A Deep, Deep, Deep, Deep, Deep Dive into the Angular Compiler

Uri Shaked
Angular In Depth
Published in
14 min readJul 6, 2017


As you know, I love Angular, and all the magical things you can do with it, and I thought it would be an interesting challenge to take a peek into the compiler in Angular 4, try to reverse engineer it, and simulate some part of the compilation process.

Working through the compiler was a great experience, and I turned a lot of what I learned into my talk at ng-conf 2017: DiY Angular Compiler. Since I enjoyed the learning and tinkering process so much, I thought it would be good to share a little of what I learned in blog-form!

So now I present you with “A Deep, Deep, Deep, Deep, Deep Dive into the Angular Compiler!”

And down we go!

AngularInDepth is moving away from Medium. This article, its updates and more recent articles are hosted on the new platform inDepth.dev

As with many of my posts, I think it’s better if you can follow along as I go, and so before we get down to business, there are a few things you’ll need to have installed on your machine before we get started if you’d like to follow along:

First, you’ll need node.js and npm (or yarn) installed on your system.

You also need the latest Angular CLI (version 1.2.0 or newer). To check your Angular CLI version type:

ng -v

Your result should look like this (or similar):

@angular/cli: 1.2.0

Otherwise, install the latest Angular CLI:

npm i -g @angular/cli

We will also use another great tool, source-map-explorer. If you don’t have it, you can install it by running:

npm i -g source-map-explorer

Isolating the Compiler

To begin our deep (deep, deep, deep…) dive into the Angular Compiler, let’s create a new project to play with. Go into some directory and type:

ng new compiler-playground

This will take a few minutes, but you will end up with a new angular project in the compiler-playground directory. Go into that directory and then type:

ng build

This will create a dist folder with the compiled application. You’ll notice though that the size of the resulting JavaScript files is quite big: if we look inside the dist folder, we will see a vendor.bundle.js file which is about 2 megs in size. This is obviously not ideal!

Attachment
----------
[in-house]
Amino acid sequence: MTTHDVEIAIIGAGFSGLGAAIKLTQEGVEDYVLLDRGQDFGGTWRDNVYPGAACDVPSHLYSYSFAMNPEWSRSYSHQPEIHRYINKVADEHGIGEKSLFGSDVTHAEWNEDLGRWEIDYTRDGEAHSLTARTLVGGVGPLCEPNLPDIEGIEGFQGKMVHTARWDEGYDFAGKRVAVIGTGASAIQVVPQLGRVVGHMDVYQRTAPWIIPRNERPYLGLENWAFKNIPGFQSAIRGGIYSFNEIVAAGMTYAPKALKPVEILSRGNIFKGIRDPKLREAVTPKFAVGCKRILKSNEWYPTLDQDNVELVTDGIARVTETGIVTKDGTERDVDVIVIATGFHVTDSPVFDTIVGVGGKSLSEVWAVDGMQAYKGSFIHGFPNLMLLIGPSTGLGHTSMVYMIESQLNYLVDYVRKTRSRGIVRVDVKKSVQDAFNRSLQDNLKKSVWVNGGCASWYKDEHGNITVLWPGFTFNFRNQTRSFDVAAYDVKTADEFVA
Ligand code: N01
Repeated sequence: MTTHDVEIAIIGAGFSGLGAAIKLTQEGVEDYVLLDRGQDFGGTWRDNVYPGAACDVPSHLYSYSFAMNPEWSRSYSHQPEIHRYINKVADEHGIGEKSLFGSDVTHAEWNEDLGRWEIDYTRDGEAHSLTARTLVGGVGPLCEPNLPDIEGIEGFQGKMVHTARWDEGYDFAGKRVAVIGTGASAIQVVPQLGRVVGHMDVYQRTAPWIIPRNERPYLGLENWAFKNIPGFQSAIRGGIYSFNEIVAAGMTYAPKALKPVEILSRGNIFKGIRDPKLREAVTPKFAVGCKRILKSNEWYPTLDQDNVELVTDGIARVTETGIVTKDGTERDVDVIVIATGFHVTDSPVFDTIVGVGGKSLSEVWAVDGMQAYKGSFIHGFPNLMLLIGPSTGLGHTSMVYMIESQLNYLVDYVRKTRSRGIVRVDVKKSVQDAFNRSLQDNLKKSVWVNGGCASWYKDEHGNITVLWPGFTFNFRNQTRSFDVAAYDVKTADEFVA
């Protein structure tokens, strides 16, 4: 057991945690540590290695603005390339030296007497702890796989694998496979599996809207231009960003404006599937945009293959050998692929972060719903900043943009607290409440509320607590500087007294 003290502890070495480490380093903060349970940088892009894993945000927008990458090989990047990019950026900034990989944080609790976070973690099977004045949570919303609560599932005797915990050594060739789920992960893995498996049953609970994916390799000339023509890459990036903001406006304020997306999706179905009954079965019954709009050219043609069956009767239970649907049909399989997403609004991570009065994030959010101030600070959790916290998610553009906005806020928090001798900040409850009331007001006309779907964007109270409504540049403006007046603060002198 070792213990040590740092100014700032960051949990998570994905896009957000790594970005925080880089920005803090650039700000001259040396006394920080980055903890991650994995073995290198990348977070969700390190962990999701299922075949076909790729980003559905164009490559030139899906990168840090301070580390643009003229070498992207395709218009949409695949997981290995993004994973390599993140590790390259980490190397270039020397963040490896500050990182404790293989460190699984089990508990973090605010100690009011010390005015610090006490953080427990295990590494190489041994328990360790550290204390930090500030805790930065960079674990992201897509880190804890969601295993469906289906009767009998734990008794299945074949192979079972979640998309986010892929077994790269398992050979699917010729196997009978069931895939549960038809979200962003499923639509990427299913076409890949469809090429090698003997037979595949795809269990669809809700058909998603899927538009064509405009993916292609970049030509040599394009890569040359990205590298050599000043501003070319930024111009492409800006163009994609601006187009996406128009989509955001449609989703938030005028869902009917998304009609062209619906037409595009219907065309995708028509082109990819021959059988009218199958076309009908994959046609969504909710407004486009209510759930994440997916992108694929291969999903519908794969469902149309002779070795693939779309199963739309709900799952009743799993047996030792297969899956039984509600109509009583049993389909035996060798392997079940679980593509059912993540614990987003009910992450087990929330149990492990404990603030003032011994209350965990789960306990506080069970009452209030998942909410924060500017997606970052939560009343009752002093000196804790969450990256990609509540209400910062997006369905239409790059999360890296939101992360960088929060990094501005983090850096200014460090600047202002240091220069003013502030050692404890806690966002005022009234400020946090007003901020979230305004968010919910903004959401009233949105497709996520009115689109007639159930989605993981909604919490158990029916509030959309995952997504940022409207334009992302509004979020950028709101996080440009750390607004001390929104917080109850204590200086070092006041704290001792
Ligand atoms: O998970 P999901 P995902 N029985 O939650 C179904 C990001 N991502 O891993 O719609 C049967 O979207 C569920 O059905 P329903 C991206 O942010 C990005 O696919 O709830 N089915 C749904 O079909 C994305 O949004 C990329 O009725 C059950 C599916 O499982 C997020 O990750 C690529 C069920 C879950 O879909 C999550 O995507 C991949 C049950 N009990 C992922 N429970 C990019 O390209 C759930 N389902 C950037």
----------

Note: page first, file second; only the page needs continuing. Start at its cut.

Taking a peek inside this vendor.bundle.js file, we see tons of JavaScript, none of which is minified. We can actually run uglify on this file to get it significantly smaller — about 650kb. But this is still a very big file for just the plain “hello world” app.

This is where source-map-explorer comes into play — it allows us to peek into the bundle and find out what makes it big. We can try that by typing:

source-map-explorer dist/vendor.bundle.js

Wait a few seconds, and we get an output that looks like this:

We can see that the “compiler” module accounts for nearly 50% of the bundle size — that is about 1MB (or 320kb when minified) that goes down the wire for every client.

Luckily, it is very easy to get rid of that compiler. Simply run:

ng build -prod --sourcemaps

and the compiler part will be magically removed, using a feature of angular called AoT (“Ahead of Time” compilation). AoT runs the compile step during the build process instead of inside the browser, so when you build your project for production, the compiler can disappear completely from the output, saving precious CPU cycles when the page loads in the user’s browser.

Now, let’s have a look at the dist directory: the vendor JavaScript file has now been shrunk to 310kb, and using source-map-explorer we can see that the big compiler chunk is now gone:

We can also easily shave off another 30% of the bundle size by removing the forms and the http modules (if we don’t use them) — I hope that in the future the build system will be smart enough to do this for us (the term for removing unused code is “tree-shaking”). Then, if we actually remove forms and http (we don’t use them) and enable compression, this file gets to be just around 79kb.

Note: the numbers may be slightly different for you, depending on the exact Angular version that you are using and your setup.

So what is this Angular compiler doing there? How comes we can remove it and have the app will still work? Why is it needed at the first place?

To understand the role of the compiler, let’s take a tour of some of the inner working of Angular.

Inside Angular: Templates and Views

When we create our templates, we declare what the view should look like. Basically we use HTML language to describe the DOM structure and bind data to it. When your application starts, Angular has to create the DOM tree corresponding to your template, and populate it from data. That is, if you write <h1>{{title}}</h1> in your view, Angular has to execute code similar to this (assuming your component controller instance is called ctrl in this context):

const h1Element = document.createElement('h1');
h1Element.innerText = ctrl.title;

In addition, Angular has to monitor the value of the title property and update the element whenever that value changes.